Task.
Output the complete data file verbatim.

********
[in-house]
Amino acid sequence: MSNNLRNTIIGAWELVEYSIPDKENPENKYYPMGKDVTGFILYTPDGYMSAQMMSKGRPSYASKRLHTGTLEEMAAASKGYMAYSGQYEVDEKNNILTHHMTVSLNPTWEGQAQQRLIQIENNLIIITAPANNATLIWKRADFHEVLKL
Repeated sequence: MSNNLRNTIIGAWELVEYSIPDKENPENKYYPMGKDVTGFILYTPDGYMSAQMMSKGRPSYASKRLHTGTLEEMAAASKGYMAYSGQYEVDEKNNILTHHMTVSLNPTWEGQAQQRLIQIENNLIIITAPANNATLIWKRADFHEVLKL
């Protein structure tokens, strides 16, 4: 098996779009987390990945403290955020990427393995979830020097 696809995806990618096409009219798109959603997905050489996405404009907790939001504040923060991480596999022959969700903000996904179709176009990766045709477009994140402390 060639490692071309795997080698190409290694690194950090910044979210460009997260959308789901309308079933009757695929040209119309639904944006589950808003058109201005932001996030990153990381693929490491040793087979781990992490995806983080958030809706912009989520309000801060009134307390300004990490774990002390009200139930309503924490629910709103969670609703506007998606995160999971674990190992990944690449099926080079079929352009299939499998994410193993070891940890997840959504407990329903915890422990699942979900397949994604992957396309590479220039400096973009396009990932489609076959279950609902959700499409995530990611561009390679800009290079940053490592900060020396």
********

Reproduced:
[in-house]
Amino acid sequence: MSNNLRNTIIGAWELVEYSIPDKENPENKYYPMGKDVTGFILYTPDGYMSAQMMSKGRPSYASKRLHTGTLEEMAAASKGYMAYSGQYEVDEKNNILTHHMTVSLNPTWEGQAQQRLIQIENNLIIITAPANNATLIWKRADFHEVLKL
Repeated sequence: MSNNLRNTIIGAWELVEYSIPDKENPENKYYPMGKDVTGFILYTPDGYMSAQMMSKGRPSYASKRLHTGTLEEMAAASKGYMAYSGQYEVDEKNNILTHHMTVSLNPTWEGQAQQRLIQIENNLIIITAPANNATLIWKRADFHEVLKL
């Protein structure tokens, strides 16, 4: 098996779009987390990945403290955020990427393995979830020097 696809995806990618096409009219798109959603997905050489996405404009907790939001504040923060991480596999022959969700903000996904179709176009990766045709477009994140402390 060639490692071309795997080698190409290694690194950090910044979210460009997260959308789901309308079933009757695929040209119309639904944006589950808003058109201005932001996030990153990381693929490491040793087979781990992490995806983080958030809706912009989520309000801060009134307390300004990490774990002390009200139930309503924490629910709103969670609703506007998606995160999971674990190992990944690449099926080079079929352009299939499998994410193993070891940890997840959504407990329903915890422990699942979900397949994604992957396309590479220039400096973009396009990932489609076959279950609902959700499409995530990611561009390679800009290079940053490592900060020396």